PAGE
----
In literature, Steinbeck’s The Grapes of Wrath explored the hard times of the poor and out of work. At the same time there was escapism in an explosion of exuberant jazz culture and the emergence in 1938 of the figure of Superman, who no doubt symbolised both a yearning for happy simplicity and a desperate desire for an All-American hero to rescue the country.

There was also nostalgia for simpler times in the form of the immense popularity of western films and radio shows, like The Lone Ranger, in which heroes were easily identifiable, problems were solved with a quick fight and villains easily identified and eventually vanquished.

One crucial difference, however, was that during the 1930s there was a massive government sponsorship of the arts via the New Deal. Huge sums of money flowed into the pockets of jobless painters, sculptors, writers, musicians and poets in a bid to create work at a time of immense hardship. But it also was a genuine effort at encouraging, or saving, cultural expression. Organisations including the Federal Theatre Project, the Federal Writers’ Project and the Federal Music Project were all set up in the late 1930s.

The current economic tough times have no equivalent. While billions of dollars have poured into banking bailouts and help for the car industry, there has been no meaningful effort at state help for arts funding, nor is there much public appetite for one. Arts organisations struggle for money more than ever before.

“Fundraising is hard. It is even more challenging now,” said Checefsky. A recent report by the National Committee for Responsive Philanthropy found that because so much cash was now coming in from rich individuals, rather than government, it was skewed to the interests of a wealthy, white audience: mostly funding large museums, opera and symphony orchestras.

Despite the difficulty in raising cash, especially for small projects and in disadvantaged communities, the arts are flourishing. A recent survey showed that some 2.2 million Americans can now be classified as professional artists, up from 1.9 million in 1996. So, when it comes to creating art about the recession, whether via escapism or exploration or condemnation, there is no shortage of people to do it.

Cultural highlights of the thirties depression

We will have to wait to see if the US downturn produces anything to rival the cultural achievements to come out of the Great Depression.

The Grapes of Wrath

John Steinbeck’s masterful tale of the poor Joad family’s flight from dust bowl Oklahoma won a Pulitzer prize after it was published in 1939. John Ford’s film version was made just a year later and it remains an American classic.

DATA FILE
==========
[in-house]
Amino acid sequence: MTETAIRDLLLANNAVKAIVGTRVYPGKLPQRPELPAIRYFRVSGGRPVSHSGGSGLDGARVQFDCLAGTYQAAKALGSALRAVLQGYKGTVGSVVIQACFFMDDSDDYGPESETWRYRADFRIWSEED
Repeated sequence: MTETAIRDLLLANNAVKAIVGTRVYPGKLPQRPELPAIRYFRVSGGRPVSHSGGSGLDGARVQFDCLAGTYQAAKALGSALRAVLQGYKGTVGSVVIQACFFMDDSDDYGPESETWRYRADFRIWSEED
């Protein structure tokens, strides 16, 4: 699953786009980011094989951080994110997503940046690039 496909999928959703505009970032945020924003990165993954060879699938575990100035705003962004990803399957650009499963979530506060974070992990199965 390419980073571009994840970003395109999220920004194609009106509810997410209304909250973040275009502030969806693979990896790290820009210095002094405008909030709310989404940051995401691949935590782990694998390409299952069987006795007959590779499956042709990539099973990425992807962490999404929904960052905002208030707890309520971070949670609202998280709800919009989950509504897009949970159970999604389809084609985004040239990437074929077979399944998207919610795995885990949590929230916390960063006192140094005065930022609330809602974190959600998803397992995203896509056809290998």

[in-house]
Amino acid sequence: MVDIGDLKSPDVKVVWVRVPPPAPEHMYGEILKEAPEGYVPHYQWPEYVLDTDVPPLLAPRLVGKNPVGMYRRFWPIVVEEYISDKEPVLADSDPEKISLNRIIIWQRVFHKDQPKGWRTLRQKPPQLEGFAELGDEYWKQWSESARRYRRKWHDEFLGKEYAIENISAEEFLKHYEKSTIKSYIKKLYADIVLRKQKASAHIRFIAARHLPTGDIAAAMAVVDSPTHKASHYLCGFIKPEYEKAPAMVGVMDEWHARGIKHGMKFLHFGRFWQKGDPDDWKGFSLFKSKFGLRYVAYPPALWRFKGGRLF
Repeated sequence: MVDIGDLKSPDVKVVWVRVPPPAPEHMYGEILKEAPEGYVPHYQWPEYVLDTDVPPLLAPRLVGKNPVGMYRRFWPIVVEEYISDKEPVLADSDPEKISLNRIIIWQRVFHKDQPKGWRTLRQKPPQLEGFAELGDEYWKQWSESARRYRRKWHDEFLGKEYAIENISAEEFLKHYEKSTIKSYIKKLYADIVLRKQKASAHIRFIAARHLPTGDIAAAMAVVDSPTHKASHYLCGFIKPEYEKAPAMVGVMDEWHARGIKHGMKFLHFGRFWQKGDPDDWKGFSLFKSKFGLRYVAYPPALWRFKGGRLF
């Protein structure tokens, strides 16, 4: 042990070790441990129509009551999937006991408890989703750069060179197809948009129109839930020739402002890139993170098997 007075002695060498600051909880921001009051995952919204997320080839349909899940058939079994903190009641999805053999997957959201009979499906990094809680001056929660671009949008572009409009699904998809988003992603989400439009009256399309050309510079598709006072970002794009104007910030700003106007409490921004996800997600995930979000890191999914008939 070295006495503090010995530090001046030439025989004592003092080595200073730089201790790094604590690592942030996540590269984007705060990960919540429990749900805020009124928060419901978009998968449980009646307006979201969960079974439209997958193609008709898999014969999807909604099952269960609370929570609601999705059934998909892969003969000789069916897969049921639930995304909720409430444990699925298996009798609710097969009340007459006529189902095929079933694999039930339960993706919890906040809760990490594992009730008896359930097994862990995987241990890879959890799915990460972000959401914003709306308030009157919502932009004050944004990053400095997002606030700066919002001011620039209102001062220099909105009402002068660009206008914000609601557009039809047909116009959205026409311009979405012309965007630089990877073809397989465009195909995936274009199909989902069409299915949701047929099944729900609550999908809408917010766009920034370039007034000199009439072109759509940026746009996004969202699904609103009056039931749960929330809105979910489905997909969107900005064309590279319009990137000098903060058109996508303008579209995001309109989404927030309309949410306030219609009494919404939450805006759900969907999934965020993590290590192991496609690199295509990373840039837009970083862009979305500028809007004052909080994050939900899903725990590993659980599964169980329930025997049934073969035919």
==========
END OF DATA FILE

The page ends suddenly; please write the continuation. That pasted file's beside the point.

Brother, Can You Spare a Dime?

The song was written in 1931 by Yip Harburg, a socialist whose small business went bust after the 1929 Wall Street crash. The best known version was sung by Bing Crosby and it became an anthem of the Great Depression.

Migrant mother photograph by Dorothea Lange

The grim black and white 1936 picture of stern-faced mother Florence Owens Thompson, surrounded by her children, became emblematic of the Depression’s impact on poor workers. Dorothea Lange took the picture while working for the government and documenting rural poverty.Thompson was a migrant worker.

Detroit murals by Diego Rivera

Mexican muralist genius and communist Diego Rivera was commissioned to create a series of 27 fresco panels between 1932 and 1933 in the Detroit Institute of Art. He used the opportunity to pay tribute to the industrial city’s tough working labour force and its factory landscape.

Superman

Though there were personal reasons behind the creation of the comic book hero Superman by Jerry Siegel and Joe Shuster, the cultural success of the Man of Steel played out against the Great Depression. The public longed for a saviour who was impervious to harm and with superhuman strength. First published in 1938, Superman rapidly became an all-American icon.

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New Greek PM Says Country Is at ‘Crucial Crossroads’ November 10, 2011

Greece’s newly named caretaker prime minister, Lucas Papademos, says his country is at a “crucial crossroads” and it won’t be easy to fix the huge problems facing the Greek economy.

Thursday, Greece’s feuding political leaders named Papademos, a former vice president of the European Central Bank, to be the country’s interim leader until a national election is held, likely next year. Outgoing Prime Minister George Papandreou handed him the responsibility for carrying out Greece’s hugely unpopular austerity measures demanded by its international creditors in exchange for more money to keep the country from defaulting on its debts.

Stressing stability, unity

Papademos, to be sworn in Friday, said “the course will not be easy.” But he said the country’s continued use of the euro currency is a “guarantee of monetary stability” and that Greeks “must all be optimistic about the final result” if they stay united.